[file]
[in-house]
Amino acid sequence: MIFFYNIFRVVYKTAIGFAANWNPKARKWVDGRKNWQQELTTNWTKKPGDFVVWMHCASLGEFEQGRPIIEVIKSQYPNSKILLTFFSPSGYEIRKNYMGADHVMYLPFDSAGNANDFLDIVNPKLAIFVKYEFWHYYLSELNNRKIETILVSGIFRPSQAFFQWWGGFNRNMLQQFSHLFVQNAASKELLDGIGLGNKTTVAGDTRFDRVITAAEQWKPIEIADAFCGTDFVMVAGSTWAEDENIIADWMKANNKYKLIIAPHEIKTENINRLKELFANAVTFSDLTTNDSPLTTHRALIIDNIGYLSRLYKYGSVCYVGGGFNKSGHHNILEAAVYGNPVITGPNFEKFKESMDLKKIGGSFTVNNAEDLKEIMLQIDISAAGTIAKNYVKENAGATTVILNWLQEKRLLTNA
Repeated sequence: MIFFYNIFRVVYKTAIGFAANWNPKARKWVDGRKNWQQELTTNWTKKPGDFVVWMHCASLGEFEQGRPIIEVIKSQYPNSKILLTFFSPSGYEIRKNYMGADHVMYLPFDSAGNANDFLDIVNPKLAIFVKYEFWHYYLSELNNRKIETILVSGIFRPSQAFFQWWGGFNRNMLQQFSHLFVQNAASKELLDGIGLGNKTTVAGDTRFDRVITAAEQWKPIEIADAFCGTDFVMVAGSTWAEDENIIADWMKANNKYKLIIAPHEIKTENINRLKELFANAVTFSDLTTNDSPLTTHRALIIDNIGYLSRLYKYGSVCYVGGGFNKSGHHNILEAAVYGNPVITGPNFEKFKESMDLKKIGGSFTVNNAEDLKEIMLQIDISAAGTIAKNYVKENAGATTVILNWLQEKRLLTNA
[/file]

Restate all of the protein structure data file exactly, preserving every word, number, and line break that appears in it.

[in-house]
Amino acid sequence: MIFFYNIFRVVYKTAIGFAANWNPKARKWVDGRKNWQQELTTNWTKKPGDFVVWMHCASLGEFEQGRPIIEVIKSQYPNSKILLTFFSPSGYEIRKNYMGADHVMYLPFDSAGNANDFLDIVNPKLAIFVKYEFWHYYLSELNNRKIETILVSGIFRPSQAFFQWWGGFNRNMLQQFSHLFVQNAASKELLDGIGLGNKTTVAGDTRFDRVITAAEQWKPIEIADAFCGTDFVMVAGSTWAEDENIIADWMKANNKYKLIIAPHEIKTENINRLKELFANAVTFSDLTTNDSPLTTHRALIIDNIGYLSRLYKYGSVCYVGGGFNKSGHHNILEAAVYGNPVITGPNFEKFKESMDLKKIGGSFTVNNAEDLKEIMLQIDISAAGTIAKNYVKENAGATTVILNWLQEKRLLTNA
Repeated sequence: MIFFYNIFRVVYKTAIGFAANWNPKARKWVDGRKNWQQELTTNWTKKPGDFVVWMHCASLGEFEQGRPIIEVIKSQYPNSKILLTFFSPSGYEIRKNYMGADHVMYLPFDSAGNANDFLDIVNPKLAIFVKYEFWHYYLSELNNRKIETILVSGIFRPSQAFFQWWGGFNRNMLQQFSHLFVQNAASKELLDGIGLGNKTTVAGDTRFDRVITAAEQWKPIEIADAFCGTDFVMVAGSTWAEDENIIADWMKANNKYKLIIAPHEIKTENINRLKELFANAVTFSDLTTNDSPLTTHRALIIDNIGYLSRLYKYGSVCYVGGGFNKSGHHNILEAAVYGNPVITGPNFEKFKESMDLKKIGGSFTVNNAEDLKEIMLQIDISAAGTIAKNYVKENAGATTVILNWLQEKRLLTNA